U.S. could bring more common drugs over the counter

WASHINGTON Thu Mar 8, 2012 5:23pm EST

U.S. President Barack Obama speaks before signing an executive order directing the Food and Drug Administration (FDA) to take action to help further prevent and reduce prescription drug shortages, protect consumers and prevent price gouging, in the Oval Office of the White House in Washington October 31, 2011. Standing behind Obama is Secretary of Health and Human Services Kathleen Sebelius. REUTERS/Kevin Lamarque

U.S. President Barack Obama speaks before signing an executive order directing the Food and Drug Administration (FDA) to take action to help further prevent and reduce prescription drug shortages, protect consumers and prevent price gouging, in the Oval Office of the White House in Washington October 31, 2011. Standing behind Obama is Secretary of Health and Human Services Kathleen Sebelius.

Credit: Reuters/Kevin Lamarque

Related Topics

WASHINGTON (Reuters) - Prescription drugs to treat some of the most common chronic diseases, such as high cholesterol and diabetes, may become available over the counter under a plan being considered by U.S. regulators.

In what would be a major shift in policy if finalized, the Food and Drug Administration is seeking public comment until Friday on a way to make these medications more readily available. It will also have a meeting about the proposal at the end of March.

The goal is to ensure people take drugs as needed, while still understanding safety issues.

Experts say the unwillingness of people to take certain medications as prescribed has undermined effective treatment of conditions including high blood pressure, raising the cost of healthcare in the United States.

About one in three U.S. adults has high blood pressure, which contributes to heart disease and stroke. The condition cost the United States about $76 billion in 2010, according to the Centers for Disease Control and Prevention.

The FDA said about a third of those with high blood pressure stop taking their medication.

The problem with making these drugs available without a prescription is that many require patients to understand complex aspects of their disease, or exactly when to take a drug to ensure safe use.

A typical over-the-counter drug generally treats short-term conditions with easily recognized symptoms such as a headache or runny nose, and comes with only a factbox or pamphlet.

But taking cholesterol-lowering drugs called statins requires knowledge about a person's elevated or abnormal levels of fat in the blood, known as lipids.

"We've had several applications already to switch statins to over the counter, and they have failed because consumers can't determine their lipid status," Janet Woodcock, head of the FDA's drugs center, told reporters on Wednesday.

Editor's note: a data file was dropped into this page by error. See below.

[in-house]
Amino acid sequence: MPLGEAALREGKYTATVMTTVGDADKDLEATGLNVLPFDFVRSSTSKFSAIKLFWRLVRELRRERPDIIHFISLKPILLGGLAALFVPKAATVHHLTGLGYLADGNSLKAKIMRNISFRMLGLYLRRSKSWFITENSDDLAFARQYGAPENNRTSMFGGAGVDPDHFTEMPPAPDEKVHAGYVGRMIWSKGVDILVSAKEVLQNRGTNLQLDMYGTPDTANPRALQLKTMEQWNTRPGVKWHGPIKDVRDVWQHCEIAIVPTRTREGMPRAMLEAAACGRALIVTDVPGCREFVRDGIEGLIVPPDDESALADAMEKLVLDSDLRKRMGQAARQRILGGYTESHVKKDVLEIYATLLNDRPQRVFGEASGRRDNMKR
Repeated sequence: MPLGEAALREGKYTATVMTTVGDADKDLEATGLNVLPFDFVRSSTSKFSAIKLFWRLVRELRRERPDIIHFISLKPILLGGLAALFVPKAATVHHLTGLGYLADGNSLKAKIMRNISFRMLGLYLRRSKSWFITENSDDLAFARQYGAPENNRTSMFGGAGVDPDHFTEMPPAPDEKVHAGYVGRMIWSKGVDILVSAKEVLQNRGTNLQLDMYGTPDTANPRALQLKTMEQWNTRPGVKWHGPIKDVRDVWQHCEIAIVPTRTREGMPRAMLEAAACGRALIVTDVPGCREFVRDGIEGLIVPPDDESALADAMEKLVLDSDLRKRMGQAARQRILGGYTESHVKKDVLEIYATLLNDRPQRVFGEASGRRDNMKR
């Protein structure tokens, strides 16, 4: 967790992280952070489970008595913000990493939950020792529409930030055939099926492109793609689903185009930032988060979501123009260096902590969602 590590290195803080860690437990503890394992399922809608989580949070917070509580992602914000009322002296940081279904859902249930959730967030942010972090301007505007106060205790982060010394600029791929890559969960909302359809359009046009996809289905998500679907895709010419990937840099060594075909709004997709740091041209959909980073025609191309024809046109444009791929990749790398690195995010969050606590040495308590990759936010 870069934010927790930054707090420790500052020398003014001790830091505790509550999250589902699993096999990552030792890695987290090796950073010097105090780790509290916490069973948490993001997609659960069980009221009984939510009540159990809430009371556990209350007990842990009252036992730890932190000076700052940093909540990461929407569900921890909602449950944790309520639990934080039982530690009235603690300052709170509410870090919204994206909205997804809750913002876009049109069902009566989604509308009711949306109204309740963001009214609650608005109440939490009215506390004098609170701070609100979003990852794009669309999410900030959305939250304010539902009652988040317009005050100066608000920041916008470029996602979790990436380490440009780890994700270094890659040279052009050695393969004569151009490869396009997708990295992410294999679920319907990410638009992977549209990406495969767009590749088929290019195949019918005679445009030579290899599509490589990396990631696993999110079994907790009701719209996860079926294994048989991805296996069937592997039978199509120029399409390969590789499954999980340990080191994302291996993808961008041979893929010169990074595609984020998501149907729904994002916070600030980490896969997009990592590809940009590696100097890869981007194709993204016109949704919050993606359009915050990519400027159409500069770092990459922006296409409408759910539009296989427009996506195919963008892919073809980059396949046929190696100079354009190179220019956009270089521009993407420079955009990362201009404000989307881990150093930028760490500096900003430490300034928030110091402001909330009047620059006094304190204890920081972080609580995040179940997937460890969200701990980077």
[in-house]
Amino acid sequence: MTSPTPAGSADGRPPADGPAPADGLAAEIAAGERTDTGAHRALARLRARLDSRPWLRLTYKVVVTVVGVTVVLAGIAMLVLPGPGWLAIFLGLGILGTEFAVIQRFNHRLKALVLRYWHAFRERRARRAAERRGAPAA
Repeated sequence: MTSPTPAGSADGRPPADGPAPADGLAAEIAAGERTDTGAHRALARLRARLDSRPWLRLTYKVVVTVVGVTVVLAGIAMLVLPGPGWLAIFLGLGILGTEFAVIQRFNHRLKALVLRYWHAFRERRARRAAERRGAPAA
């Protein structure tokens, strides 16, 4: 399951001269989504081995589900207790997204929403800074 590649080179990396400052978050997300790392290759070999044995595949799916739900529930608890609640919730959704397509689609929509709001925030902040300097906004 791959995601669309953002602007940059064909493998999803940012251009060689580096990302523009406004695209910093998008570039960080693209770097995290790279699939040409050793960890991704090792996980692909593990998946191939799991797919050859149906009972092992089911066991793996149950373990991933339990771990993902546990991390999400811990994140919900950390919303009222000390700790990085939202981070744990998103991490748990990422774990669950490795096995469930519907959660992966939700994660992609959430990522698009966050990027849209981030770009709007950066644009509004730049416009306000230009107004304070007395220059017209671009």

The FDA rejected Merck & Co Inc's bid in 2008 to sell its Mevacor statin without a prescription. FDA advisers said patients would not be able to decide for themselves whether they were appropriate candidates for the medicine.

New technology may help change that calculus.

The FDA said it met with drugmakers to discuss ways to help people understand drug risks when they go to a pharmacy, such as using self-serve kiosks, touchscreen pads or interactive videos.

The FDA emphasized that consideration of any over-the-counter change is still in the initial stages.

The FDA will discuss its proposal at the public meeting before developing further guidance. Drugmakers would then have to apply for each drug to be in a new category.

(Reporting by Anna Yukhananov; Editing by Maureen Bavdek)

FILED UNDER:
We welcome comments that advance the story through relevant opinion, anecdotes, links and data. If you see a comment that you believe is irrelevant or inappropriate, you can flag it to our editors by using the report abuse links. Views expressed in the comments do not represent those of Reuters. For more information on our comment policy, see http://blogs.reuters.com/fulldisclosure/2010/09/27/toward-a-more-thoughtful-conversation-on-stories/
Comments (9)
Sonnyjc9 wrote:
Here in Thailand I can purchase my allergy medication over the counter, I do not need a prescription as in the States. I can also buy OTC ALL my heart medications. Why some of these drugs are restricted in the USA I don’t know as they don’t get you high or space you out. I have to pay a Dr. $50 just to get the scrips. Gets expensive.

Mar 09, 2012 12:23am EST  --  Report as abuse
freshstart222 wrote:
What’s the point in telling us, when you give us no info. on how to comment to the FDA. Apparently, you and the FDA don’t care what we think.

Mar 09, 2012 5:06am EST  --  Report as abuse
This sounds a little too much like an increased cost here in the US to the consumer. For those that have prescription drug plans, this would become an out of pocket expense. What would the costs like like then? For generic drugs it might not amount to much but I would like to know the facts.

Mar 09, 2012 5:54am EST  --  Report as abuse
This discussion is now closed. We welcome comments on our articles for a limited period after their publication.